Precipitation Hardening A heat treatment in certain special steels which forms tiny particles leading to high strength.
Proof Stress In a tensile test, stress at which the sample shows a particular strain, often 0.2%. Used in place of a defined yield stress.
Quarto Plate Hot rolled plates made from rolled slab on a reversing mill. Quarto plates remain flat throughout processing. Thicknesses of up to 150 mm can be produced by this method. Contrast with Continuously Produced Plate.
Ra A measure of surface roughness. An important factor in determining the corrosion resistance of a stainless steel surface. Measured in micron = one thousandth of a millimetre. An Ra of <0.5 micron is regarded as acceptable for external architectural applications.
Residual Element An element which is not deliberately added to stainless steel. These elements cannot be removed during the steelmaking process. Copper, tin, zinc and lead are examples.
Rust Iron oxide. The produce of corrosion in steels.
Sensitisation The precipitation of chromium carbide as a result of holding stainless steel at temperatures around 650oC. Can give rise to intergranular corrosion. Prevented by using low carbon <0.030% or using titanium or niobium to combine preferentially with carbon.
Silicon Element (Symbol Si) normally found in all steels. Added to stainless steel for high temperature oxidation resistance.
Silicon carbide SiC. An abrasive used on polishing belts and wheels to give a directional polish. On a micro-level gives a uniform appearance. For the same grit size gives a much better corrosion performance than alumina.
Steel An alloy of iron and carbon. Other elements added to steel to improve the mechanical properties include chromium, nickel, molybdenum and manganese.
Steel Name In the EN Standards, this is a long description of a grade of steel. For example, X5CrNi18-10. This is the Steel Name for Steel Number 1.4301. The X = stainless. Cr and Ni show the main elements and the 18 10 show the approximate contents of the elements.
Steel Number In the EN Standards, this is the short description of grade of steel. For example, 1.4301. The number is partly meaningful. The first “1” indicates steel. “4” indicates a stainless steel. The last 3 digits are effectively arbitrary.
Strain The increase per unit length when a material has a stress applied to it.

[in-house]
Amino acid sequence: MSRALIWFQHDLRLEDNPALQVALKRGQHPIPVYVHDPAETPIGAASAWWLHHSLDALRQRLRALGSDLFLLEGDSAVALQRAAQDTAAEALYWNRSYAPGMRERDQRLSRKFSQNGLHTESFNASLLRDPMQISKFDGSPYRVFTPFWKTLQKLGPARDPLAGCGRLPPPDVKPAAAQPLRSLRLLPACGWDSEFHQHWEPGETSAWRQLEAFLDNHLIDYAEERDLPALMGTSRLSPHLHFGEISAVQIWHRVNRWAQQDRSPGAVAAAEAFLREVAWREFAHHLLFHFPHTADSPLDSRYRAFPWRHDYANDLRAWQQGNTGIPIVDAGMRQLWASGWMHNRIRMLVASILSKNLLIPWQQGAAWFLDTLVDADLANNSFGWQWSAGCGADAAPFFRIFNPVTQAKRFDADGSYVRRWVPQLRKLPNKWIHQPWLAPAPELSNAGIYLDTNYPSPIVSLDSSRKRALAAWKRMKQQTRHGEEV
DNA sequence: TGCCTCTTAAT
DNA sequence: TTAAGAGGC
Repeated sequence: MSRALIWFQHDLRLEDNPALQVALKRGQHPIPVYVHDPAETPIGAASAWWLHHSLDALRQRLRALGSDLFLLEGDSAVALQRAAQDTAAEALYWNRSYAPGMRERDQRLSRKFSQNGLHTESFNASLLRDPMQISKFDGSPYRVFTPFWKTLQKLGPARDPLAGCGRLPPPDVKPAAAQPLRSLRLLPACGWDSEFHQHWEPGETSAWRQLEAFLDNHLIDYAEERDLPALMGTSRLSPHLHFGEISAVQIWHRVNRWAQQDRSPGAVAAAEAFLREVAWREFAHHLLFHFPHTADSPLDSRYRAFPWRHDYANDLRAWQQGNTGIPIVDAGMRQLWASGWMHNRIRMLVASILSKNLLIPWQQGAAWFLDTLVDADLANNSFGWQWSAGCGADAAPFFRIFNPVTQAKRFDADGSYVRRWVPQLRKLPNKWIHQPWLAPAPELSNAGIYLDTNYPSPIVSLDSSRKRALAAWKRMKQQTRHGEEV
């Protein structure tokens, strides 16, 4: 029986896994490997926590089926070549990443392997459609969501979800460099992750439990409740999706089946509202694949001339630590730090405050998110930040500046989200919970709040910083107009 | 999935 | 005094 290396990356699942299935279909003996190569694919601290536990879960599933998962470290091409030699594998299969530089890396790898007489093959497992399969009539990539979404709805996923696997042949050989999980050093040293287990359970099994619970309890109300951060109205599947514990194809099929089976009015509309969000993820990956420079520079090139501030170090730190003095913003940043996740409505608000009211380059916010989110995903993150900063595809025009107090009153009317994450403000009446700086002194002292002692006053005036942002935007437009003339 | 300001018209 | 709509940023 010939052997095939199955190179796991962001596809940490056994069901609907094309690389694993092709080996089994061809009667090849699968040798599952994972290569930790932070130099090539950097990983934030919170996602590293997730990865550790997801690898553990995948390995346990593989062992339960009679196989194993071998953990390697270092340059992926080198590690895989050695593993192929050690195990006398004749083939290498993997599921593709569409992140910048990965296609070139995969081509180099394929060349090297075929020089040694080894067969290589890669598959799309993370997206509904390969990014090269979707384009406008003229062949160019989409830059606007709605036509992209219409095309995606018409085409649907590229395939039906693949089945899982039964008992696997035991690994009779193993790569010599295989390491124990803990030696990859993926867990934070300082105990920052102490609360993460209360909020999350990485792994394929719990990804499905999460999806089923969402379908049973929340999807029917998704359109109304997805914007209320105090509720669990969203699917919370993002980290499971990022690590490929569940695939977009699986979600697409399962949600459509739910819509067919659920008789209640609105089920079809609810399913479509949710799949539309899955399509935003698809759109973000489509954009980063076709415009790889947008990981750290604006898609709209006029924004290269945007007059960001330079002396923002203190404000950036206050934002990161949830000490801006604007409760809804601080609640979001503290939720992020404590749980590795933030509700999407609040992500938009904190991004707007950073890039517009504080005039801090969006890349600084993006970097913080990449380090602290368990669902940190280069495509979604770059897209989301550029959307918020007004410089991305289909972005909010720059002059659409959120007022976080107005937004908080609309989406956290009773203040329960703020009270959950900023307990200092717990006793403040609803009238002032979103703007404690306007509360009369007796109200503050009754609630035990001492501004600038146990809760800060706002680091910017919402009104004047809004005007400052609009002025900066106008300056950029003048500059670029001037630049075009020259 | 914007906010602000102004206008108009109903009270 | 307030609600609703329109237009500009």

Stress

The load applied to a material divided by the area over which it is applied. Common units of stress include:

N/mm2 = Newtons per square millimetre

MPa = Megapascals (identical to N/mm2)

These are used in EN Standards

tsi = tons per square inch

This was used in the old BS standards

psi = pounds per square inch

ksi = thousands of pounds per square inch

Used in American standards

 

Stress Corrosion Cracking A type of corrosion requiring a tensile stress, a sufficiently high temperature and a corrosive environment.
Stretch Forming A method of forming involving pressing a sheet into a hollow mould whilst restraining the outer edges of the sheet allowing stretching to occur. Compare with deep drawing.
Sulphur An element (symbol S) used to improve the machinability of steels. In genuine free-machining steels a content of at least 0.15% S is used.
Superduplex A generic term applied to duplex stainless steels with at least 25% chromium.
Tempering A heat treatment usually following a hardening operation which softens martenistic steels to provide a useful combination of strength and ductility.
Temper Rolling A rather misleading term meaning cold working to produce an increase in strength. Stainless steel can be supplied in a number of “tempers” eg quarter hard, half hard, three quarter hard, full hard. These correspond to increasing levels of strength/hardness and decreasing elongation and therefore formability.
Tensile Test

A mechanical test involving the slow pulling apart of a standard test sample. The test measures:

0.2% Proof Stress

Ultimate Tensile Stress (UTS)

Elongation

Thermal Conductivity The ability of a material to allow heat to pass through it. Austenitic stainless steels have a lower value than ferritic stainless steels or carbon steels.
Thermal Expansion Coefficient The measure of the increase in size of a material with increased temperature. Austenitic stainless steels have a higher value than ferritic stainless steels or carbon steels.
Titanium A metallic element (symbol Ti) used in stainless steels to prevent formation of chromium carbide which can lead in turn to intergranular corrosion.
Tungsten A metallic element (symbol W) used to improve pitting corrosion in some duplex stainless steels.
Ultimate Tensile Stress (UTS) In a tensile test, the maximum stress measured on the sample before the sample fractures.
Weldability A general term meaning that a material can be welded without requiring pre-heating or post-heating, tight control of welding parameters and resulting in welds with good mechanical properties. Austenitic stainless steels are regarded as having good weldability as they can be welded in a wide range of section thicknesses. Ferritic steels are less so as they can only be welded in thin sections. Duplex steels can be welded with care required in selection of welding consumables and control of welding parameters. Martensitic steels are not easily welded and often need pre-heating and post-weld heat treatment. Low carbon martensitic steels have been developed to avoid pre and or post heating.
Weld Decay Equivalent to intergranular corrosion. So called because early high carbon stainless steels were found to corrode near welds due to chromium carbide precipitation.
Work Hardening The property of inducing increased strength to a material as it is being deformed. Also called cold working or temper rolling. Austenitic stainless steels have a high degree of work hardening.
Young’s Modulus The ration of stress to strain on the straight line portion of a stress-strain curve in a tensile test. Does not change much with grade.